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Star Trek Gadgets that Became Reality

Star Trek Gadgets that Became Reality

Star Trek was created by Gene Roddenberry, with the first episode being aired in 1966. Even after four decades, the movies and the television series have never ceased to amaze fans. Star Trek is lot more than just an entertaining franchise. It has led to the invention and development of several technologies. Here's a look at some of the much-coveted gadgets of Star Trek that have become reality.
Surobhi Banerjee
The Vulcan Salute, invented by Leonard Nimoy, was inspired by the priestly blessings practiced by the Jewish Kohanim. Nimoy had to glue his fingers to enact the hand gesture!

The Star Trek universe is an amazing place filled with unimaginable people, stories and technologies. Although fiction, fans of Star Trek, referred to as 'trekkies', want to believe in a world and universe just as true as the Star Trek universe. The complete series has been an inspiration for many high-end gadgets that we are using today. Seems unlikely that science-fiction can alter reality, but Star Trek has set an example too high to be achieved by anyone.

The unreal world portrayed in this series is gradually becoming reality. And it is affecting our lifestyle, in a positive way. Many innovations and inventions have been made to recreate the gadgets and technologies predicted by Star Trek makers a few decades ago.

Let us see a list of a few things that have been achieved, and some day will reach the echelons of technological advancements similar to the Starfleet and the United Federation of Planets.

Real Star Trek Gadgets

In Star Trek:
Universal Translator

With so many different life forms from various planets of the United Federation, the Starfleet crew would have come across the language barrier umpteen times. However, the Universal Translator solved all that. It first appeared in Star Trek: Enterprise (Season 1) Episode 2: Fight or Flight. Developed by Ensign Hoshi Sato, an exolinguist, the UT became an overnight sensation when the episode was aired in October 2001. The Universal Translator worked on a matrix software that took some time to understand a conversation. It could, after listening to a few phrases of a new language, process and understand the complete language and translate it to Federation Standard (Standard English).

In Reality:
Phraselator

The prospect of discerning any language without having to learn it was quite ingenious. And this thought led to the invention of the Voxtec Phraselator P2. A mobile hand-held device, the Phraselator was originally created solely for the US Military. However, now it serves many humanitarian causes in several countries. It is used by the Peace Corps and also Doctors Without Borders to understand and communicate in the native languages of several under-developed countries. Of course, the fictional UT that Hoshi created was capable of translating every language, while the Phraselator can only translate a few languages that are embedded into its circuit. Still, reality trumps Sci-Fi any day!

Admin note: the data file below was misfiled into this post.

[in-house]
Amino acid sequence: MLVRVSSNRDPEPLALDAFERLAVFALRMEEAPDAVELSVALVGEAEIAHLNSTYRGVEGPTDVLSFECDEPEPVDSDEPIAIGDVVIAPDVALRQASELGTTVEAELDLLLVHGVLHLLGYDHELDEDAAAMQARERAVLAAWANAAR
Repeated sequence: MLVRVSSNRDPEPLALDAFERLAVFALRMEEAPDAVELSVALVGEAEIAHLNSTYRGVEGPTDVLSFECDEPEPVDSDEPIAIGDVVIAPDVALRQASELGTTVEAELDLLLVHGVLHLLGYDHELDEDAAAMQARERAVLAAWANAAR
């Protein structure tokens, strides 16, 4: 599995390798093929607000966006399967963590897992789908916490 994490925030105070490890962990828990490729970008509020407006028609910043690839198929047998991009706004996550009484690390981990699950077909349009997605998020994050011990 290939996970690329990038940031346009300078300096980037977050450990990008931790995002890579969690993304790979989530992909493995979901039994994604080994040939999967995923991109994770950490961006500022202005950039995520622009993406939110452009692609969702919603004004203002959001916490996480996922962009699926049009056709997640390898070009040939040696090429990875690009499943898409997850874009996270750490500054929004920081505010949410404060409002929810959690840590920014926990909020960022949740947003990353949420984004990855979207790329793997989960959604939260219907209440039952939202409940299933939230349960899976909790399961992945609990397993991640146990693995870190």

In Star Trek:
Isolinear Chips

In several episodes, you could see Spock and other crew members using small plastic cards as data storage devices. He, and many other characters in the series, would put these cards into sockets of the console to either view information or store data. These were called Isolinear Chips, and were used for several functions on board a starship, like initiating a warp drive and storing memory in PADD's. They were a major component of nano-tech processors and assisted in access of memory up to 2.15 kiloquads. As the isolinear chips were sensitive to hostile environment, they were strengthened with a layer of protection. These modified chips were generally used in tricorders and Starfleet PADDs.

In Reality:
Flash Drives

Way back in the '80s and '90s, these plastic cards came as floppy disks to the parallel universe (the one in which you and I live). But these were bigger in size compared to the Star Trek isolinear chips, and could not store data in large amounts. However, the newer versions, USB flash drives, are smaller in size and have a whopping data storage capacity of up to 2 terabytes. The memory cards that we use in cell phones and tablets are smaller still, and yet have a high capacity, more closely resembling isolinear chips.

In Star Trek:
Dilithium

Dilithium has been the reason for a number of conflicts in the Star Trek universe. Its capability to contain the reaction of matter and antimatter made it the most desired element. This fictional chemical element was found on very few planets, leading to several battles to extract it. Though dilithium crystals could be replicated, these replicated crystals did not produce enough power. The plasma generated from the annihilation reaction, known as electro-plasma, was a source of power, used by starships to travel at speeds faster than light during warp drives.

In Reality:
Lithium Battery